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As a healthcare professional, you probably spend long hours at work, and it goes without saying that sometimes you just need to unwind. Hobbies are a wonderful way to connect with yourself and help take your mind off the often-stressful days that you’re accustomed to. And not only do hobbies benefit us personally, certain hobbies can be a tremendous benefit to us professionally as well. From improving your memory to refining your clinical recall, check out how these five hobbies can help sharpen your skillset.
To improve dexterity, try knitting or crocheting
If you’re struggling with hard skills in your discipline, like phlebotomy, catheterization, or even sutures, increasing your manual dexterity will make a big difference. Fiber arts are a great way to improve manual dexterity, as small changes in tension or grip can drastically change the result, and it also provides the opportunity for threading small materials, like embroidery floss, through needles. The muscle memory that’s acquired through knitting or crochet is also helpful when you’re attempting to imprint a new mechanical skill. Local specialty craft stores often offer classes for beginners, and YouTube can also provide valuable tutorials to get you started. Plus, the output of knitting or crochet can become gifts, like hats, scarves, blankets or sweaters, for your friends and family.
To improve precision with pipettes, try cookie decoration with icing
Working in a lab requires steady hands and precision when having to pipette valuable materials, sometimes cells or compounds that can cost hundreds of dollars or be in limited supply from a patient-collected sample. If you want to increase your precision, try decorating cookies with Royal Icing. This is often done on a gingerbread cookie and after outlining the border, you then flood the center with a more liquid icing and use other colors to create an intricate design. There are hypnotic videos of this on YouTube and other social media platforms, and improving this skill can be a practical, and tasty, way to increase your precision at work. For an additional challenge, try building a structure, like a gingerbread house, to practice those components of engineering, delicate touch, and balance.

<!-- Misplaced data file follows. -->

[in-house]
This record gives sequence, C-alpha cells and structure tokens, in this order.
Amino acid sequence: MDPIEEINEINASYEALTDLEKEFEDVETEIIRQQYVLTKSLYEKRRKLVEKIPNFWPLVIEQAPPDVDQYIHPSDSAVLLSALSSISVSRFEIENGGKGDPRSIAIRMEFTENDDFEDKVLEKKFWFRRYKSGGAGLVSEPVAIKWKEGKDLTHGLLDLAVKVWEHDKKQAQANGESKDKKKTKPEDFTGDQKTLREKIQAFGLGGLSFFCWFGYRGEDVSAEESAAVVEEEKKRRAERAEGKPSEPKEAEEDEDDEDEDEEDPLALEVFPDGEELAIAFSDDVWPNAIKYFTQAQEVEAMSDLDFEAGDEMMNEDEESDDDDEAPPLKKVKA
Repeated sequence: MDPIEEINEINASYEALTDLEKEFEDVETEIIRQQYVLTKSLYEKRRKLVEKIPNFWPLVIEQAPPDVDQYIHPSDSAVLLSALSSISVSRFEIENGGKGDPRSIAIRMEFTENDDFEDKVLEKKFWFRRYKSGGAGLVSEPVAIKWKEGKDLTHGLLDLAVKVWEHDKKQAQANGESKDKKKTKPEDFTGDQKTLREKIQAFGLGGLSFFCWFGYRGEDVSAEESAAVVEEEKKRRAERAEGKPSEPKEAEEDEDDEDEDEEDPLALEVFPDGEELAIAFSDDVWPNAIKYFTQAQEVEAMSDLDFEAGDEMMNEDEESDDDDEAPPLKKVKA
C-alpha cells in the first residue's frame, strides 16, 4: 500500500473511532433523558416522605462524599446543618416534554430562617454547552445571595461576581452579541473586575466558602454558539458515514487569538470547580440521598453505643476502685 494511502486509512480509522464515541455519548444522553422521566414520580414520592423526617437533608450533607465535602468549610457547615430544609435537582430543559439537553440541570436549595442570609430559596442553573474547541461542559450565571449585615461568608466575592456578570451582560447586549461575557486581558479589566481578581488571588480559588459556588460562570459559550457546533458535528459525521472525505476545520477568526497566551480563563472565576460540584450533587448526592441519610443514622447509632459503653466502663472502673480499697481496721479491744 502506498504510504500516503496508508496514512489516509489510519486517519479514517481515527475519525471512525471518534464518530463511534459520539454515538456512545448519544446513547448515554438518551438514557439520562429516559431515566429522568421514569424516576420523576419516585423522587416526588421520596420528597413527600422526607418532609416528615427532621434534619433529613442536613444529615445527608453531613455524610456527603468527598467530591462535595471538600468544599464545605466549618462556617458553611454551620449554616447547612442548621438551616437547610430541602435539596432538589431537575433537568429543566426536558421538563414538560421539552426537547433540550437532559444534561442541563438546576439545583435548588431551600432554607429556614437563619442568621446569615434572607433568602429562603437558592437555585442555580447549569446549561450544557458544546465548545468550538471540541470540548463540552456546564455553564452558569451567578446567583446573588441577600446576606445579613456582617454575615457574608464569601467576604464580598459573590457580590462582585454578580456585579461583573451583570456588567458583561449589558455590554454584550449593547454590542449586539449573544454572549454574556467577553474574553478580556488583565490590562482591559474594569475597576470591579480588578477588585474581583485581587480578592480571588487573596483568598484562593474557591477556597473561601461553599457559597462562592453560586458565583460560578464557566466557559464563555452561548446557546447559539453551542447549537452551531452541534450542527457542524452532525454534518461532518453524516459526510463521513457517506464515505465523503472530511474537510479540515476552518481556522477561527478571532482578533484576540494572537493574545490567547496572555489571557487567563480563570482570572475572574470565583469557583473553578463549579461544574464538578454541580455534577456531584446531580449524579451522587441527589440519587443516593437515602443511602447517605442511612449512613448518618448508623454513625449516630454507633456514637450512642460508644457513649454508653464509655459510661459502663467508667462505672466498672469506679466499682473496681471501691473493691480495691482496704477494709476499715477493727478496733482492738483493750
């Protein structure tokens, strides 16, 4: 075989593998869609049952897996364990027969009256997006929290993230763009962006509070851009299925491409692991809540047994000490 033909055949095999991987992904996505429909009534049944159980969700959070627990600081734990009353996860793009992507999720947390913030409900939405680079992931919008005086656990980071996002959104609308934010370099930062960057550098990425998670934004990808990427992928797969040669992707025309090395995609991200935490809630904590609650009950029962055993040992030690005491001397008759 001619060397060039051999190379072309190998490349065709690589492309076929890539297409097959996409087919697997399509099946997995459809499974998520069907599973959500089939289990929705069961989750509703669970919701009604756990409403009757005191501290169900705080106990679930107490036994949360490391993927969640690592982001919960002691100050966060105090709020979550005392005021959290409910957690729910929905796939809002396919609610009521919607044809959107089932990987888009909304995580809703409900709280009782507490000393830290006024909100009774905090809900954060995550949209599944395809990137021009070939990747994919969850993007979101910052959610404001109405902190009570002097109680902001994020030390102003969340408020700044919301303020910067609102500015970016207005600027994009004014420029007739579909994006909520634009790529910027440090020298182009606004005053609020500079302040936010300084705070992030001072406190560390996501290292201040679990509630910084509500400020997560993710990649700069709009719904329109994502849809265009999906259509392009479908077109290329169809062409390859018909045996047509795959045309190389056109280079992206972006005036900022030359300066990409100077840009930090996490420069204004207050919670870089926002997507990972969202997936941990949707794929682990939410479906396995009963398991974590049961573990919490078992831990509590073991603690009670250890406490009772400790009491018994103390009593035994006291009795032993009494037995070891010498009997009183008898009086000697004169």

To improve understanding systems and seeing parts of a whole, try cooking
Tunnel-vision can affect us all, especially those in healthcare fields. We can become so focused on our role and its impact on patient care that we lose sight of ourselves as parts of the whole. To combat this cognitive block, practice cooking. Experts suggest that the process of putting together a meal, from meal planning and accounting for different preferences and tastes to shopping and preparing the meal, helps with cognitive function and seeing parts of the whole. As you advance your cooking ability, you can also begin to see the different things that happen if you swap out an ingredient, develop the instinct of determining “doneness,” or perhaps through trial and error, learn the impact of doing a step out of order. Plus, sharing the meal you prepare with others gives you a needed opportunity to socialize and unwind outside of work or your studies.
To improve memory and recall, try these games
In addition to all of the content you need to memorize to pursue a career in healthcare, it’s still important to remember the names and faces from your pool of colleagues on a unit, students rotating, and of course, patients and their families. Improving your overall cognitive function can improve memory, so you can try games from this catalogue or apps that help with cognitive function, and to focus on specific medical skills, try Interactive Physiology. Any kind of memory or recall game will sharpen your mind, so consider swapping out a memory game or app for scrolling on social media when you have a few minutes of downtime.
To improve ambidextrous hand use, try learning an instrument
If you’ve played an instrument before, even as a child, try dusting it off and seeing what you remember. All musical instruments, even simple ones like the recorder, will help with your ambidextrous hand use as well as help to improve cognitive functioning, temporal processing and orienting of attention in time, listening skills, fine motor skills, verbal memory, and general IQ. Certain instruments, like piano, guitar, and other stringed orchestral instruments have increased cognitive benefit due to the truly ambidextrous nature of the instrument, although all instrument playing has been shown to be effective at increasing neuroplasticity, even as a protective factor against cognitive decline due to aging. You may even gain a secondary benefit of combatting performance anxiety if you participate in any kind of concert or recital. If you’ve never played an instrument, keep your eyes peeled in coffee shops and on local message boards for music lessons, either at a formal school or by an independent instructor. You might even consider joining a local ensemble after you’ve been playing for a while and just imagine pulling out a guitar at your next bonfire and impressing all your friends!
While the idea of work/life balance is often a futile one, implying that there is a razor-thin edge in which your leisure is a perfect and equal counterpoint to the stress of work, it’s still important to invest in yourself outside of work as much as you put into your professional development. Having rich and fulfilling ways to spend your free time will only make you a more thoughtful and thorough healthcare professional and giving these hobbies a try may help you move into that upgraded version of yourself.